The Sustainable Infrastructure Finance Network supports the efforts of C40 Cities to fund and implement critical infrastructure needed – across the transportation, buildings, energy, water and waste sectors as well as climate adaptation – to become more sustainable and resilient. Working with expert partners, the network seeks to find optimal financing solutions for different infrastructure challenges – including functionality, efficiency and resiliency – taking into account ease of implementation, the powers available to city mayors, the potential impact the infrastructure could have on a global level and the degree to which the financing mechanism can be replicated across C40 Cities.
Where optimal financing mechanisms for particular types of projects do not exist, the network will work with partners to develop new and innovative sources of finance, having the potential to transform city infrastructure development.
Earlier this year, C40 Cities convened during a C40 event during Global Infrastructure Basel’s annual summit. In-person interaction provided a valuable opportunity for C40 city officials to share their most urgent infrastructure financing challenges, interests, and potential solutions and present innovative projects to an audience of potential investors and capital providers.
World Bank Partnership
In 2011, C40 and the World Bank announced a groundbreaking partnership to enable megacities to expand mitigation and adaptation actions whilst also strengthening economies, reducing poverty and protecting vulnerable populations. It aims to address structural issues that make it difficult for cities to finance key climate actions. One year on, the two organizations launched, as envisioned, the first phase of a “one window process” through which C40 Cities in developing regions can access World Bank climate change-related capacity-building and technical assistance programs, as well as climate finance initiatives.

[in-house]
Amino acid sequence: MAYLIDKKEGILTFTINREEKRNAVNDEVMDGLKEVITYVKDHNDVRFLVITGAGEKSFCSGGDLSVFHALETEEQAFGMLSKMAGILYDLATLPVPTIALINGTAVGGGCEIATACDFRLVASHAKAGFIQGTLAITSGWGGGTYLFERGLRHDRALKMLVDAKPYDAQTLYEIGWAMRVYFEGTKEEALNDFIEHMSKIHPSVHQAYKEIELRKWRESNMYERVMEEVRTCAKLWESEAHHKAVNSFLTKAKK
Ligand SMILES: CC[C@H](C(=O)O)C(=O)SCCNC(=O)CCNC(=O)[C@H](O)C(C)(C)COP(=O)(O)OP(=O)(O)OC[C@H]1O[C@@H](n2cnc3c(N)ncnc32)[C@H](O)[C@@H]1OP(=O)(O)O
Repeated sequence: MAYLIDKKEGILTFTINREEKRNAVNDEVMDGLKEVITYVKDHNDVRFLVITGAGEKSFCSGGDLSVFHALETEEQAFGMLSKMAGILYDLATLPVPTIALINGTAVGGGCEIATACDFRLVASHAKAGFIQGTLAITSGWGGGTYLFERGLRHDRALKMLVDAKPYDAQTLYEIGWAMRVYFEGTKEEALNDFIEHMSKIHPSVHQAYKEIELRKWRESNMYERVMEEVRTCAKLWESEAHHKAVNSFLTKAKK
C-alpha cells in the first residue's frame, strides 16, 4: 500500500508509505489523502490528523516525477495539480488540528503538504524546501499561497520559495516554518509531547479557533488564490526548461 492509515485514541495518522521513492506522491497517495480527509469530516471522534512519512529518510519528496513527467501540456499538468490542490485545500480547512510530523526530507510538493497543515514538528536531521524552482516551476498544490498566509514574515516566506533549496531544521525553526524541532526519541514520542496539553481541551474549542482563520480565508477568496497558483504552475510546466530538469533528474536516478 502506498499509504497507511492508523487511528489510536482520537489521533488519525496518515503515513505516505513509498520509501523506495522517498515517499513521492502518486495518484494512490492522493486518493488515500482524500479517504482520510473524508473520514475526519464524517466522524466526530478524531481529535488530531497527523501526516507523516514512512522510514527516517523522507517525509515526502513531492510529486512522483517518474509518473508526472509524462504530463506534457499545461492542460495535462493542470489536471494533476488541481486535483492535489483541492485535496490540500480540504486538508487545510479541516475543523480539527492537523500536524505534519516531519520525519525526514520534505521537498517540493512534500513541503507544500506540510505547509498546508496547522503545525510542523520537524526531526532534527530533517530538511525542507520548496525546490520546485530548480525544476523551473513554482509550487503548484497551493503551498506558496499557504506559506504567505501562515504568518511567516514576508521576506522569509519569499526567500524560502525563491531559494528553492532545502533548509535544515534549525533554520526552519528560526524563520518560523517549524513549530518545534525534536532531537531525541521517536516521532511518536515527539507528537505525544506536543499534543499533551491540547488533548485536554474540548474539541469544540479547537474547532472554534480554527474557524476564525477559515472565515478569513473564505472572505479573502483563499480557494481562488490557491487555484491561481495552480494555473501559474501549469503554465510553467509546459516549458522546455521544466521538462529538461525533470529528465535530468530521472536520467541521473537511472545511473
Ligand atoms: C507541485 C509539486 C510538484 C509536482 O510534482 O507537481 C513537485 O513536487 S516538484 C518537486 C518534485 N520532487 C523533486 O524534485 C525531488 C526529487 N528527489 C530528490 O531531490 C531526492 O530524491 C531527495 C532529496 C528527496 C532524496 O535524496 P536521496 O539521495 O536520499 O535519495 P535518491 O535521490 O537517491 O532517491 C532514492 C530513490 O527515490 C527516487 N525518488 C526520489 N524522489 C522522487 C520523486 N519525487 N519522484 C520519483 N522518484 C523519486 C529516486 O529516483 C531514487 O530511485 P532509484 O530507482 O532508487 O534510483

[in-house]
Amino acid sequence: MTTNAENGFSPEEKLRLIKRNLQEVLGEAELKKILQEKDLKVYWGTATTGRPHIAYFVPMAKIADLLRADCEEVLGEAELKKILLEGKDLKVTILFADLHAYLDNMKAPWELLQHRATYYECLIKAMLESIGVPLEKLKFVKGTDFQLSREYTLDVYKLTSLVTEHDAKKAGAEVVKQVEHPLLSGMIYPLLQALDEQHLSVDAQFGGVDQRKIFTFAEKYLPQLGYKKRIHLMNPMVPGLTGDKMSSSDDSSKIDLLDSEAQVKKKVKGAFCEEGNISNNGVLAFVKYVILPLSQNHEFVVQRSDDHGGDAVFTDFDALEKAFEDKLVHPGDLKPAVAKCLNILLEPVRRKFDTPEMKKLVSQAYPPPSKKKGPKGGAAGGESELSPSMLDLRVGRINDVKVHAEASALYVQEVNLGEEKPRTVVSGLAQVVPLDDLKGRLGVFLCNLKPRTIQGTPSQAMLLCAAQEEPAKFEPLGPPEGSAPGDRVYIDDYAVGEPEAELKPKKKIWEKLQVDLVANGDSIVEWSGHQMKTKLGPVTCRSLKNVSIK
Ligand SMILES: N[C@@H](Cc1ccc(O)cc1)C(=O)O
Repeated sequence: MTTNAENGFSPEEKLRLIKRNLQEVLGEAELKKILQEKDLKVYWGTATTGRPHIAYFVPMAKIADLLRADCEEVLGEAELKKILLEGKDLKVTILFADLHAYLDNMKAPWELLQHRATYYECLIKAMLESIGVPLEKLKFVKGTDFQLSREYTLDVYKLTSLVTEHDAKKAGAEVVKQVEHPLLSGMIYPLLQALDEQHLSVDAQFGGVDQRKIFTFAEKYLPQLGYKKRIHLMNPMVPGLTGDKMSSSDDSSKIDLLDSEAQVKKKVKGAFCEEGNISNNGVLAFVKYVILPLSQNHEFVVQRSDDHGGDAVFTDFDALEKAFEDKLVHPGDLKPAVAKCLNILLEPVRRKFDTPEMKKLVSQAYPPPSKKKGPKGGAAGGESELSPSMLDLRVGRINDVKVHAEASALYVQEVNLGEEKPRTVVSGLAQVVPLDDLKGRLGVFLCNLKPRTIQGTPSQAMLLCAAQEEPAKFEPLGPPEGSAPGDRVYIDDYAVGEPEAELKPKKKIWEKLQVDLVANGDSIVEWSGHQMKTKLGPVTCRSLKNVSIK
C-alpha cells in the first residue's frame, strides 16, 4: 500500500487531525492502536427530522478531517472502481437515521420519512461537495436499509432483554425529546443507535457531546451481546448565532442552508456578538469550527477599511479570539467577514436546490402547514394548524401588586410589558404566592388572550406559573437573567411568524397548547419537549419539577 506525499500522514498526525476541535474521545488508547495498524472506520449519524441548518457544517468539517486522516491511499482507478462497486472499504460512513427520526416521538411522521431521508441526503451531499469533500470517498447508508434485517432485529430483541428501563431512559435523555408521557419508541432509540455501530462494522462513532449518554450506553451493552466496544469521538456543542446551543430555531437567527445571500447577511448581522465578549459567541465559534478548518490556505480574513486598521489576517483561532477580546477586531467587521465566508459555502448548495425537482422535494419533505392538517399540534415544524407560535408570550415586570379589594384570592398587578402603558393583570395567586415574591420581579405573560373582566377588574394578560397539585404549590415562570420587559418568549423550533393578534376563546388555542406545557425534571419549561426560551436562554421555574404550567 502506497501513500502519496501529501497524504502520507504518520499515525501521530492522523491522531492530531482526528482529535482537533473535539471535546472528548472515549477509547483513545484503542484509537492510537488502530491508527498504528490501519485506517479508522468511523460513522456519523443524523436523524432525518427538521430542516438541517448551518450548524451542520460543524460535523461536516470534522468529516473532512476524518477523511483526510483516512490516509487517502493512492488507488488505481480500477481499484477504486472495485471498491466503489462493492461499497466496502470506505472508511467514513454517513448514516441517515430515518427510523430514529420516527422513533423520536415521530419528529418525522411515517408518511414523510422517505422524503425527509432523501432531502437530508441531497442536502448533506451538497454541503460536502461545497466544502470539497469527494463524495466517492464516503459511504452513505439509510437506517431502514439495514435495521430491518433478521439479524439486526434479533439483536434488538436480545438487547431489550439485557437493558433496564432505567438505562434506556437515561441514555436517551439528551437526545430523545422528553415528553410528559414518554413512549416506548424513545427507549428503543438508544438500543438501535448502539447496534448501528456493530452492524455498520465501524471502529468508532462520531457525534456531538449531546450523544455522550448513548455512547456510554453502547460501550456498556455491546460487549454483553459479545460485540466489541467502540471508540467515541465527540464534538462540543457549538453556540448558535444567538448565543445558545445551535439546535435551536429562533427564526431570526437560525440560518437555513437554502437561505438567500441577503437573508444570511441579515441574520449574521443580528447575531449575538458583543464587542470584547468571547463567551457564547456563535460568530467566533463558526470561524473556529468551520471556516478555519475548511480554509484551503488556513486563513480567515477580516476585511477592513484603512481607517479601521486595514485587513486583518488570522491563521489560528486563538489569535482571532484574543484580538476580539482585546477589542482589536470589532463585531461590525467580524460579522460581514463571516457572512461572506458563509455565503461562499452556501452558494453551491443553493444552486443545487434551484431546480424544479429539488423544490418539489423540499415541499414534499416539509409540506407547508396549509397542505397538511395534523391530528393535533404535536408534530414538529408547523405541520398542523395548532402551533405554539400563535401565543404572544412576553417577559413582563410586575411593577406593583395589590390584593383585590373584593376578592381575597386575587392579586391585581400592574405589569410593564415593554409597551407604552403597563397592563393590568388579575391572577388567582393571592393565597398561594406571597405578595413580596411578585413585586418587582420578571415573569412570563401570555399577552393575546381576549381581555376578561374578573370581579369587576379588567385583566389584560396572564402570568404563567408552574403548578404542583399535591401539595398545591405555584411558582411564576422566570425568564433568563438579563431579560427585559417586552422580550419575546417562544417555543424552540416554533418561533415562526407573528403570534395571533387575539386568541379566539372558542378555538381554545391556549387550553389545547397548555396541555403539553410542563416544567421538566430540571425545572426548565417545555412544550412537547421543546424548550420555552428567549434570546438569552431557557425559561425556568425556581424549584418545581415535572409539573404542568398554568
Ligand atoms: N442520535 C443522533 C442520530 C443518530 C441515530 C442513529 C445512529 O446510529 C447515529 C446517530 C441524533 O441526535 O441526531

C40 understands that different cities face different challenges when it comes to green growth and infrastructure finance. The networks are designed to be inclusive to all interested cities, whilst also responding to the specific needs of individual groups of cities.
C40 Cities recognise the huge potential waiting to be unlocked with this Initiative. We look forward to working with our cities to deliver on our shared and transformative aspirations.
James Alexander is Director of the Finance and Economic Development Initiative for the C40 Cities Climate Leadership Group. Prior to joining C40, James served as Senior Policy Manager and Head of the London office for the Scottish Council for Development and Industry, where he advised the Scottish Government and other key stakeholders on the actions and priorities needed to create sustainable economic prosperity for Scotland. As a major part of this role, James worked with the Leaders of Scotland’s cities to develop the Cities Strategy for Scotland and setup and lead a new Scottish Cities Alliance focused on creating the conditions for and delivering additional investment into Scotland’s cities, building economic growth and creating new jobs. James has also led international trade missions to the Middle East, including Dubai, Doha and Abu Dhabi, and also very recently to Istanbul, one of the C40 cities.
As well as experience in economic development and sustainability, James also has considerable experience in the skills sector, including two years as President of the National Union of Students in Scotland.